Yes maggiemight that is true, I also enjoy going places and doing things with my dcs, I just don't tend to bother to arrange to do stuff with other people that much. I am perfectly happy being with my dh and dcs though, although when dh recently had a couple of weeks off work it did start to get too much!

sewingandcakes Tue 25-Feb-14 14:48:56

I'm an introvert too, and I love my three boys.
I really need time to myself though.

I guess that young children will be napping/go to bed early, so you'd have time alone then. Older children will be at school during the day, and as far as teenagers go, I guess they'll be needing space themselves (I've not got to that point yet).

DH works from home at times, and I find it quite hard. I don't think there's anything wrong with telling your family "I need some space"; I do, anyway! I have depression, in part due to not having enough time to myself, and I am thinking about putting my 20 month old into childcare for one day a week to help with my recovery.

PETRONELLAS Tue 25-Feb-14 14:49:11

I've always thought I was extrovert but having 2 dcs is enough to make anyone's head explode at times. I love a bit of wall gazing and even a quick sit on the loo can be quite restorative!

sewingandcakes Tue 25-Feb-14 14:50:09

That said, I love being with all my children!

MorrisZapp Tue 25-Feb-14 15:05:36

Sewing, I hope you don't mind me poking my beak in here, but why isn't your youngest in childcare? Is it financial?

If you can afford it its a godsend. My DS started nursery at 6 months and has thrived. Not saying others should do this, but 20 months sounds easily old enough to be in childcare of some kind, particularly if you have depression as I did.

castlist Tue 25-Feb-14 15:07:29

I'm very much an introvert and need a lot of time to myself. I'm a sahm of a school aged child and I relish the time alone when DS is at school and DH is at work. It drives me up the wall when DH is off work if we aren't going away, I really need that quiet time to myself and just the presence of someone else in the house disrupts my balance.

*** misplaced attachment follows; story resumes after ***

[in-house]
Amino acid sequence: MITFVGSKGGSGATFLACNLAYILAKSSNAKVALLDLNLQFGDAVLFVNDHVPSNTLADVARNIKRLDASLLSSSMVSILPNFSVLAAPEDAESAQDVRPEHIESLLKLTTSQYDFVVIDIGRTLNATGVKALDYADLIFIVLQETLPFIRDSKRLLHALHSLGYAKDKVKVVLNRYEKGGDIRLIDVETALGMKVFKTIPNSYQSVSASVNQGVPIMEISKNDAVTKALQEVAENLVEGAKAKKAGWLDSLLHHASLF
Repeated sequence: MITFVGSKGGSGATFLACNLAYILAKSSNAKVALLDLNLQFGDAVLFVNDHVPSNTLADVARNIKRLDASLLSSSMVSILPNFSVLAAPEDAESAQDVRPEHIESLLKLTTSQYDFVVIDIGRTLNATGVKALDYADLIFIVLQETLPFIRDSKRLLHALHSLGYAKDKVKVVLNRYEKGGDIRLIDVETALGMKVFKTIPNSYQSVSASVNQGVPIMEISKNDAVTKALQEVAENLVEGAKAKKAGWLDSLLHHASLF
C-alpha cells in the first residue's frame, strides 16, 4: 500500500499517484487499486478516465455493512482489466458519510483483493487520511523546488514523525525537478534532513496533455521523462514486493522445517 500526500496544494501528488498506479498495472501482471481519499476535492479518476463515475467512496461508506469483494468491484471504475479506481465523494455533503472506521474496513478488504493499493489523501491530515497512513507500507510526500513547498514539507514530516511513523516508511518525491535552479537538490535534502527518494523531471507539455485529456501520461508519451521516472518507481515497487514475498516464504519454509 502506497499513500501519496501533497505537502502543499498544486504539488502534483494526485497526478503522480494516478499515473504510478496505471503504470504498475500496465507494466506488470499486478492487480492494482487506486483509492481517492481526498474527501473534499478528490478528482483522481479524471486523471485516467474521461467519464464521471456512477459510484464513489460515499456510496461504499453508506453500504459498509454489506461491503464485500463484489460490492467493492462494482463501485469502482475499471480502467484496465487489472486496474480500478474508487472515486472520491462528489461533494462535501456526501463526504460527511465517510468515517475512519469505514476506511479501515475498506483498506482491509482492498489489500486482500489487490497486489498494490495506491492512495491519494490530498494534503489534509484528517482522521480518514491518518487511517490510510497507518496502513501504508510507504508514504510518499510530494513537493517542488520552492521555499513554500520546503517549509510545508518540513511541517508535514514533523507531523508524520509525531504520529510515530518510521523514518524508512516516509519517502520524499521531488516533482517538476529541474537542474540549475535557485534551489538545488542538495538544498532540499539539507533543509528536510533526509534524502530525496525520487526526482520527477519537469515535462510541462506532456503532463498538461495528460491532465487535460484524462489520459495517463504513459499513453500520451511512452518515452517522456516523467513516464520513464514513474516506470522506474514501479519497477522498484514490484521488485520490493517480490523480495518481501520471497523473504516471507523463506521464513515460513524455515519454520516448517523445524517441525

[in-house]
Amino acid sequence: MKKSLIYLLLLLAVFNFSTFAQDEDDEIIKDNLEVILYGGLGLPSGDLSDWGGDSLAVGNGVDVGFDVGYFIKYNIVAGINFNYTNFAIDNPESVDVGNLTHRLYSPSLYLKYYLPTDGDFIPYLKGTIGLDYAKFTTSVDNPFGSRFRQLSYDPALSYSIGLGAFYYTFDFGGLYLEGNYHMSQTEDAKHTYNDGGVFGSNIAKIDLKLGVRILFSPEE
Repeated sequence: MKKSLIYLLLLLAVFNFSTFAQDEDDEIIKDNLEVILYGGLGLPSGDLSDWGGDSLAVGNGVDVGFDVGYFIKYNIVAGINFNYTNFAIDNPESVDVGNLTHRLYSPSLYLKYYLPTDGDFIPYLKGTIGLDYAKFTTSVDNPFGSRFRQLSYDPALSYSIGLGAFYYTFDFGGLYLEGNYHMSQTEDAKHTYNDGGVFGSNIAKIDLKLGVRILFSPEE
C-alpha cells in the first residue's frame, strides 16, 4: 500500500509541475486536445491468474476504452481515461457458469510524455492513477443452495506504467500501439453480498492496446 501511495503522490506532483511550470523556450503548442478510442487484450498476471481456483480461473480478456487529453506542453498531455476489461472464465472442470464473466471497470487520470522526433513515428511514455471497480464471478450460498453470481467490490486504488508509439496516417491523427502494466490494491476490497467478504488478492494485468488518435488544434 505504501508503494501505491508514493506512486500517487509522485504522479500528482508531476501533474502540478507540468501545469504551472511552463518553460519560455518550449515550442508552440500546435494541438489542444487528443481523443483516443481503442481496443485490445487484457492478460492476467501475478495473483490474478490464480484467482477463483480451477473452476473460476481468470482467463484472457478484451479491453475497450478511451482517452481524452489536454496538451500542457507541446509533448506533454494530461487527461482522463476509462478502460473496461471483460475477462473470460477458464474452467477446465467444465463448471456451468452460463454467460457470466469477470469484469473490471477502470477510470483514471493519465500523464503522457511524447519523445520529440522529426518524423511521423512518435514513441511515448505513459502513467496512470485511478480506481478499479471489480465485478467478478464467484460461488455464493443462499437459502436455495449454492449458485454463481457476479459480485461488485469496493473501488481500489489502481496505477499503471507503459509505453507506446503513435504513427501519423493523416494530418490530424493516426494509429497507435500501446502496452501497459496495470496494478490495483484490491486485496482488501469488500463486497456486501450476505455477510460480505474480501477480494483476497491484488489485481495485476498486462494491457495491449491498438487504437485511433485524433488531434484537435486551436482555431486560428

DS is an only child and I was a LP when he was younger. He's quite introverted himself so we never had playdates or anything, he was happy to play by himself in one room while I would spend time on my own things in another. So I felt I still had time to myself even when he was in the pre-school years. I would never want more than one child as it would increase the noise/chaos factor massively.

I never liked the whole school gate culture or mixing with other families much - I would often spend time taking DS to leisure activities or on holiday but we would go around on our own, not with other families. I think there's more pressure these days to be a part of that but you don't really have to. DS is secondary aged now so those days are mostly behind us now.

Morrigu Tue 25-Feb-14 15:13:19

I've coped with difficulty at times I suppose but we've managed and now ds is 6 he's at the age where he's at school, after school clubs, out playing with friends or nose stuck in a game/tv so much easier. He is an incessant talker which can drive me batty but you learn to tune out the drivel and hear the important stuff grin

Hardest part for me is the early years - especially the won't leave you alone, want to clamber over you all the time phase. The me and my shadow bit. Dd I found especially hard as she also co-sleeps so I feel like I don't get my space even at night-time.

I've been a lp since oldest was 2 and pregnant with youngest. It's a double-edged sword in that you have to be there for them 24/7 and no chance of an hour break for a bath and some peace. On the other hand I'm guaranteed blissful alone time every week to recharge my batteries.

I will admit to sometimes hiding in the toilet for five extra minutes for a breather. Nap times are a godsend when they are younger or when they are babies a nap in the buggy and you can plonk your headphones in for a half hour.

I love them to pieces though and really couldn't imagine my life without them.

Lweji Tue 25-Feb-14 15:14:47

I'm not sure how introvert I am to be honest, but I do like having time to myself.
I enjoy DS's company, though, although he is also one who likes having his own time and doesn't require constant attention.

PlumpPartridge Tue 25-Feb-14 15:56:38

Another introvert type here. I have two DSs and they more or less amuse themselves, for which I am endlessly grateful!

I need to hide from them every so often, but the joy they bring to my life at other times makes up for it.

I went away for the weekend recently and actually missed them. I told work colleagues this and they were like shock isn't that normal? I felt a bit blush because it really did come as a shock!

Having said all that, you don't HAVE to have kids. Maybe volunteering and caring for animals is more your thing, as that's a bit more opt-in, opt-out.

sewingandcakes Tue 25-Feb-14 16:31:26

MorrisZapp it's never occurred to me that I could put him on childcare without it being for work reasons! It was only last week that I thought of it; shows how depression can affect your thinking! I'm starting a new job soon and I think the knowledge that I'll have more money has helped me make this decision. Ds3 will definitely benefit too.